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The Prometheus Paradox.

The mythological Greek god Prometheus may have be n the first association executive. In a heroic effort to save the world, Prometheus darted to heaven, stole fire from the gods, and returned to earth. His gift of fire ensured human survival and marked the beginning of civilization. In response, the gods chained Prometheus to a rock, where an eagle daily devoured his liver. His liver was regenerated nightly so that the punishment would be repeated eternally.

Prometheus (whose name means "he who foresees") was caught in a paradox. He knew that giving fire to the world would upset his celestial board of directors. But the value of fire was of such long-range importance, he was compelled to act, despite the knowledge that it would doom him to grief and destruction. He was a hero to some, a villain to others.

Like Prometheus, association executives face a paradox. As leaders and managers, association executives must both "do things right" and "do the right things," a situation first described by Henry Mitzberg in The Nature of Managerial Work.

Push and pull

Association executives encounter the Prometheus Paradox trying to meet today's member needs while steering a visionary course. The association must deliver programs and services to meet current needs to prevent dissatisfaction and loss of revenue. But to ensure a successful future, the association must anticipate future trends and position itself and its members accordingly. This tug-of-war between today's needs and tomorrow's demands constantly pushes and pulls association leaders.

Perhaps that is why member surveys have become an icon of the times. Providing statistically reliable data, a survey can identify member needs, allowing associations to respond with targeted programs. This is "push" leadership: Member needs push leaders toward programming decisions.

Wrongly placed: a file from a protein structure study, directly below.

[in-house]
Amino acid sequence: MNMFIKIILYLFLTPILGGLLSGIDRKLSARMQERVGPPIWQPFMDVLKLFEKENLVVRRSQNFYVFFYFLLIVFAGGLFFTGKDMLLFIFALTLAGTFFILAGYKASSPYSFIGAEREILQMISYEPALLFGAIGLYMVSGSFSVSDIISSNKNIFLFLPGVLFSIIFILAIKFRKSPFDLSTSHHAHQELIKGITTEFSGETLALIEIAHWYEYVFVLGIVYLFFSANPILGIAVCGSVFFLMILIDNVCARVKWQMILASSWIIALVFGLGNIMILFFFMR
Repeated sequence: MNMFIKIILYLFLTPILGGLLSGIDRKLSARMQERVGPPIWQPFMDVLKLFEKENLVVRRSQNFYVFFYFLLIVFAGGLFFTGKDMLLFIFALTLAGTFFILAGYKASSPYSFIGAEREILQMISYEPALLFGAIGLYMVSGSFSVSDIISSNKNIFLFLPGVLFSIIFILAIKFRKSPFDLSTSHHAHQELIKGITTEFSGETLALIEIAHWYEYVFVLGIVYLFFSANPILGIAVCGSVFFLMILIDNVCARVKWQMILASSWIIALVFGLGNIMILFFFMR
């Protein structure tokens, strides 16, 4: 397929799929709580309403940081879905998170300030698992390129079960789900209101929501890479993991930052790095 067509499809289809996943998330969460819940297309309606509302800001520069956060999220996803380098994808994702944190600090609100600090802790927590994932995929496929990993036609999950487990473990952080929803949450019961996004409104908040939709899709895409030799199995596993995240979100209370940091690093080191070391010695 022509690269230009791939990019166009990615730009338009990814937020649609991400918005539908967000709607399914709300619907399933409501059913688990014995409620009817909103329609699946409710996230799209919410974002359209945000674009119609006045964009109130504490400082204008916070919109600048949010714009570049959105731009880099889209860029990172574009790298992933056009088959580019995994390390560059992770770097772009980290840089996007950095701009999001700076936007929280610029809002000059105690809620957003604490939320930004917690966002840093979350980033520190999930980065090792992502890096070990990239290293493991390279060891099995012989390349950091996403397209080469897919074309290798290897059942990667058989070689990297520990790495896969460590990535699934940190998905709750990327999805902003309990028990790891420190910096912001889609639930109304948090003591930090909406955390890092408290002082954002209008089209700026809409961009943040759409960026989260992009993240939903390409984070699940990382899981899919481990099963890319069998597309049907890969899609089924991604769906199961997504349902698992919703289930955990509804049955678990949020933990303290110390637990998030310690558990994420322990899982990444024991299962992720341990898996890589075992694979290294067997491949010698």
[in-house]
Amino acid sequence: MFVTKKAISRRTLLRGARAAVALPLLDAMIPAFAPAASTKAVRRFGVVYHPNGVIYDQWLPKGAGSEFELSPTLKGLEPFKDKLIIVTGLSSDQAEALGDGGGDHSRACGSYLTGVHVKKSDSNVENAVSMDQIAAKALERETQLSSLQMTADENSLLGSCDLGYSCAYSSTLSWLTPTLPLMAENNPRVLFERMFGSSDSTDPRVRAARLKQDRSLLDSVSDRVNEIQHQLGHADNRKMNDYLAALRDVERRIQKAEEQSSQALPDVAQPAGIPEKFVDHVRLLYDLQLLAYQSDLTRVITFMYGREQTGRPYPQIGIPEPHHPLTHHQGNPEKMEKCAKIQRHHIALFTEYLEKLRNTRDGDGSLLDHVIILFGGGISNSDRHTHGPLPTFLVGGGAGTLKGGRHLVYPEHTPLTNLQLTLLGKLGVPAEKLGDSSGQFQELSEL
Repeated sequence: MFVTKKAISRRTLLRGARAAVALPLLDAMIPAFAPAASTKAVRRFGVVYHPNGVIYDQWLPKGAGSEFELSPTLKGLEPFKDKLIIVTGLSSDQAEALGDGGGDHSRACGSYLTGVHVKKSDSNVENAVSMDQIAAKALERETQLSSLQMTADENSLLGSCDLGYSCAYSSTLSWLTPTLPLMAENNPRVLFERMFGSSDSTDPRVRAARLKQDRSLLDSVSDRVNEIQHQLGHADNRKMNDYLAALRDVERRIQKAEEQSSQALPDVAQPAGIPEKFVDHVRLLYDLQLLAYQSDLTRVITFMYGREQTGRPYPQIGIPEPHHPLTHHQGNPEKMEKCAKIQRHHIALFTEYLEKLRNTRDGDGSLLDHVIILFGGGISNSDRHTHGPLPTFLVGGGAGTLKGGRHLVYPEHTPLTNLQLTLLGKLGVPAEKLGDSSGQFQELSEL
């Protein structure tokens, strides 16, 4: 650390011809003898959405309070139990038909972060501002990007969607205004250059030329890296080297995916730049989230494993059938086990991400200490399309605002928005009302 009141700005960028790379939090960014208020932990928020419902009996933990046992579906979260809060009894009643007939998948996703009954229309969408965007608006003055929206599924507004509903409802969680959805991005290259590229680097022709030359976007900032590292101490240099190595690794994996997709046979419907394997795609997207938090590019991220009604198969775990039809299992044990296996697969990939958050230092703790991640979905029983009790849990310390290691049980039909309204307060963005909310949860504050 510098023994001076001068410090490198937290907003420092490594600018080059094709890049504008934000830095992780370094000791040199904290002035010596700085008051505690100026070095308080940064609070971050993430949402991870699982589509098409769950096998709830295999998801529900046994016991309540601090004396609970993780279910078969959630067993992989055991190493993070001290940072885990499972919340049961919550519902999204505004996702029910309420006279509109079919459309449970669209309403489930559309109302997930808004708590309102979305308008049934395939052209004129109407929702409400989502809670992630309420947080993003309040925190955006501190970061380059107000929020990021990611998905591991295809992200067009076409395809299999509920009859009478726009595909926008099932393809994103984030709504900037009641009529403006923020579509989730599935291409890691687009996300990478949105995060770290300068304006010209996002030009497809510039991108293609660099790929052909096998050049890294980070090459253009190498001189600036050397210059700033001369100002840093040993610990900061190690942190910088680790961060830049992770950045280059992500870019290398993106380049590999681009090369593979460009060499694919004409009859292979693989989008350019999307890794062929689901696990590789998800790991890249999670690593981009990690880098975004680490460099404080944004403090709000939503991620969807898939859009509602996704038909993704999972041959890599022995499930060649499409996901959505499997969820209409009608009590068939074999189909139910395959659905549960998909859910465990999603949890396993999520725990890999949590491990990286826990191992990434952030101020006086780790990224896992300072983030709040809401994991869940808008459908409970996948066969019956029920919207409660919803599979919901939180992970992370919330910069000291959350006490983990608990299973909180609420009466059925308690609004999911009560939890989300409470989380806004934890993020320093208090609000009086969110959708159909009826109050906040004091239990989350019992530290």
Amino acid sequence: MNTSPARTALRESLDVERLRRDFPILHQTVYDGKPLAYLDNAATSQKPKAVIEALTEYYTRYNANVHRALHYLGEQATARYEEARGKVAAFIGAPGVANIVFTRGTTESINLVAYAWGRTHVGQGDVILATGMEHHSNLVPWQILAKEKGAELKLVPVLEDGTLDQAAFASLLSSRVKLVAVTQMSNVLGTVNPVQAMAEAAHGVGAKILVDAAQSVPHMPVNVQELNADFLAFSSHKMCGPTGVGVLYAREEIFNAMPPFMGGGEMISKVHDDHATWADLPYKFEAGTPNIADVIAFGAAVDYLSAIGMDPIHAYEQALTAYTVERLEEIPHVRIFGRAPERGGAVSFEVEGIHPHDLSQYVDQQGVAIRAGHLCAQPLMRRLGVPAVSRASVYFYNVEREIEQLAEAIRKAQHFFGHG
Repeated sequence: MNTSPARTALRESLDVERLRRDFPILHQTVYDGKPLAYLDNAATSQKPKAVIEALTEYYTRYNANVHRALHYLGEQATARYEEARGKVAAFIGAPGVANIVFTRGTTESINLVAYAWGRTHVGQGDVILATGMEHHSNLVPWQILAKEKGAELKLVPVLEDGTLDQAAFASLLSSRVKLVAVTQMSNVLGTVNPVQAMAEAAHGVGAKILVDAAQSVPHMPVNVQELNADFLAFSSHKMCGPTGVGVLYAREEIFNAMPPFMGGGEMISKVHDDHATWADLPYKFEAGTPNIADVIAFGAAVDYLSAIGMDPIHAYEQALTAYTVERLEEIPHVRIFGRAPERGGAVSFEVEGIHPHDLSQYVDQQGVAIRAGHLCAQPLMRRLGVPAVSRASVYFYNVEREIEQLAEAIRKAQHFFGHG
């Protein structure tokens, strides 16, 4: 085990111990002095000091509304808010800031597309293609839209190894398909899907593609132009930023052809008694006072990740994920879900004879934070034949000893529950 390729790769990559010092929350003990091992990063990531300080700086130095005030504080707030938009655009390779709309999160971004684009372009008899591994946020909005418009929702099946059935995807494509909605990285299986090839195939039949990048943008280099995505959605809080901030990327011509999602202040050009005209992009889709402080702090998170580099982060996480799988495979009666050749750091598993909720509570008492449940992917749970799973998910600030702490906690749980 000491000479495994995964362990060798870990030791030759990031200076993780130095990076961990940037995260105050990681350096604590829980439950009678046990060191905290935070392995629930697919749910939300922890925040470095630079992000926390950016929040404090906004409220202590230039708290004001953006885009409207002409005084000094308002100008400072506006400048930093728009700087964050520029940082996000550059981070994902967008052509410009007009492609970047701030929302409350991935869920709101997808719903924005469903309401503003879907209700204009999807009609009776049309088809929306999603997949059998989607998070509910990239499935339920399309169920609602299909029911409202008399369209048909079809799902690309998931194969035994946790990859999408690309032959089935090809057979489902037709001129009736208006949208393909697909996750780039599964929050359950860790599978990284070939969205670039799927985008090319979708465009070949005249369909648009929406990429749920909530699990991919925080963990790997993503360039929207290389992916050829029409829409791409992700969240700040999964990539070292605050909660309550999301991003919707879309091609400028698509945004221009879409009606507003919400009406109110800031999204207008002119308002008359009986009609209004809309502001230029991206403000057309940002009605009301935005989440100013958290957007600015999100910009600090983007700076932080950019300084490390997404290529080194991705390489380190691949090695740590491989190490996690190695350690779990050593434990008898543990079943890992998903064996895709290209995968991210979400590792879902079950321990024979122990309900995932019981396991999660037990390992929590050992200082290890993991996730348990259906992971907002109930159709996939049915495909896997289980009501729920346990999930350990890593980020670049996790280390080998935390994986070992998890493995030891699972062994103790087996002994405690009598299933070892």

But in the long term, associations do not thrive on surveys alone. Association leaders know that what members want today may not be what they will want or need in the future. Visionary decisions lack the comfort of member surveys. Visioning, futures studies, scenario writing, and long-range strategic planning help outline a future course. This is "pull" leadership: Leaders pull members toward a program or position because of long-term benefits or anticipated needs.

Association executives are often the ones doing the pulling. Just as Prometheus possessed the gift of prophecy, association executives also have a unique advantage. With access to comprehensive information, contact with diverse constituencies, and relationships with related organizations, association executives are attuned to the big picture. That perspective helps association executives anticipate needs before members articulate them. But as Prometheus found, pull leadership is risky.

For example, the 1990 Earth Day celebration gave many associations the opportunity for pull leadership. Some association executives admitted confidentially that members lacked enthusiasm for some association activities in support of the environment. Member surveys never mentioned a need to become environmentally active. But visionary leaders saw the long-term benefits of such programs, despite short-term antipathy from members.

As another example, several years ago one association began to network with potential members in Europe. Ridiculed by some leading members then, that action is now viewed as brilliant in the light of EC '92 and other developments.

The politics of risk

The Prometheus Paradox is the conflict between push leadership and pull leadership. Association leadership includes a responsibility to anticipate the future. Yet the daily pressure to meet specialized member needs is increasing. The more visionary association executives become, the more conflict emerges between push and pull leadership. This paradox intensifies with time.

An even riskier future appears to be in store for association executives. The 1990 ASAE Think Tank on the future of associations found that to succeed in the complex future of associations, executives will need to take more risks.

In a future filled with more risks, how do association executives maintain job security? How do they balance both push and pull leadership? How do they manage with vision but gain commitment from association volunteer leaders who are averse to risk?